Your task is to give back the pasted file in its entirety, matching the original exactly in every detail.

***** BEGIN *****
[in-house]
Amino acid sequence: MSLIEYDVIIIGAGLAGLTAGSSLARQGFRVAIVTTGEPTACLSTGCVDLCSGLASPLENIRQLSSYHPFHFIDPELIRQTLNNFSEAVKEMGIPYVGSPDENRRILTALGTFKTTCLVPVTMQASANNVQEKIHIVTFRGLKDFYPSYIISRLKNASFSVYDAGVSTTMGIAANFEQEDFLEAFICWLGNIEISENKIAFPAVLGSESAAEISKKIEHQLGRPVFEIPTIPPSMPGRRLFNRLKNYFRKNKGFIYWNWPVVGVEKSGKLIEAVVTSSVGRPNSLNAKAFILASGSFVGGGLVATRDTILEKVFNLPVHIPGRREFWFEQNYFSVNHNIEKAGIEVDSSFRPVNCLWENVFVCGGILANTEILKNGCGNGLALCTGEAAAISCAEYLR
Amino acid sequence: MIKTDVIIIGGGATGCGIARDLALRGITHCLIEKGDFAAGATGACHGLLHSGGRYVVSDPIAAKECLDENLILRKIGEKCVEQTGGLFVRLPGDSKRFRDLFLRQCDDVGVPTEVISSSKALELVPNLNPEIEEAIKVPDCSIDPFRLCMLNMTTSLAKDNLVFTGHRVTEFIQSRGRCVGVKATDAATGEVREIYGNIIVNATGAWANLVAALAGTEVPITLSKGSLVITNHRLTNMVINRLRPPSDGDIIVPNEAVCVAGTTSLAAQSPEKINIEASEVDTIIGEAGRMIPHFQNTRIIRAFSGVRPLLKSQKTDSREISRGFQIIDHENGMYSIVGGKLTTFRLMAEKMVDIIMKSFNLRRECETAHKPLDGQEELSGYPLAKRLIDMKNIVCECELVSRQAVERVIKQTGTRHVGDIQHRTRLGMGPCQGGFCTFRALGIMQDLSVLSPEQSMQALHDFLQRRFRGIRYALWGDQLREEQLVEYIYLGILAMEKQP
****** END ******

[in-house]
Amino acid sequence: MSLIEYDVIIIGAGLAGLTAGSSLARQGFRVAIVTTGEPTACLSTGCVDLCSGLASPLENIRQLSSYHPFHFIDPELIRQTLNNFSEAVKEMGIPYVGSPDENRRILTALGTFKTTCLVPVTMQASANNVQEKIHIVTFRGLKDFYPSYIISRLKNASFSVYDAGVSTTMGIAANFEQEDFLEAFICWLGNIEISENKIAFPAVLGSESAAEISKKIEHQLGRPVFEIPTIPPSMPGRRLFNRLKNYFRKNKGFIYWNWPVVGVEKSGKLIEAVVTSSVGRPNSLNAKAFILASGSFVGGGLVATRDTILEKVFNLPVHIPGRREFWFEQNYFSVNHNIEKAGIEVDSSFRPVNCLWENVFVCGGILANTEILKNGCGNGLALCTGEAAAISCAEYLR
Amino acid sequence: MIKTDVIIIGGGATGCGIARDLALRGITHCLIEKGDFAAGATGACHGLLHSGGRYVVSDPIAAKECLDENLILRKIGEKCVEQTGGLFVRLPGDSKRFRDLFLRQCDDVGVPTEVISSSKALELVPNLNPEIEEAIKVPDCSIDPFRLCMLNMTTSLAKDNLVFTGHRVTEFIQSRGRCVGVKATDAATGEVREIYGNIIVNATGAWANLVAALAGTEVPITLSKGSLVITNHRLTNMVINRLRPPSDGDIIVPNEAVCVAGTTSLAAQSPEKINIEASEVDTIIGEAGRMIPHFQNTRIIRAFSGVRPLLKSQKTDSREISRGFQIIDHENGMYSIVGGKLTTFRLMAEKMVDIIMKSFNLRRECETAHKPLDGQEELSGYPLAKRLIDMKNIVCECELVSRQAVERVIKQTGTRHVGDIQHRTRLGMGPCQGGFCTFRALGIMQDLSVLSPEQSMQALHDFLQRRFRGIRYALWGDQLREEQLVEYIYLGILAMEKQP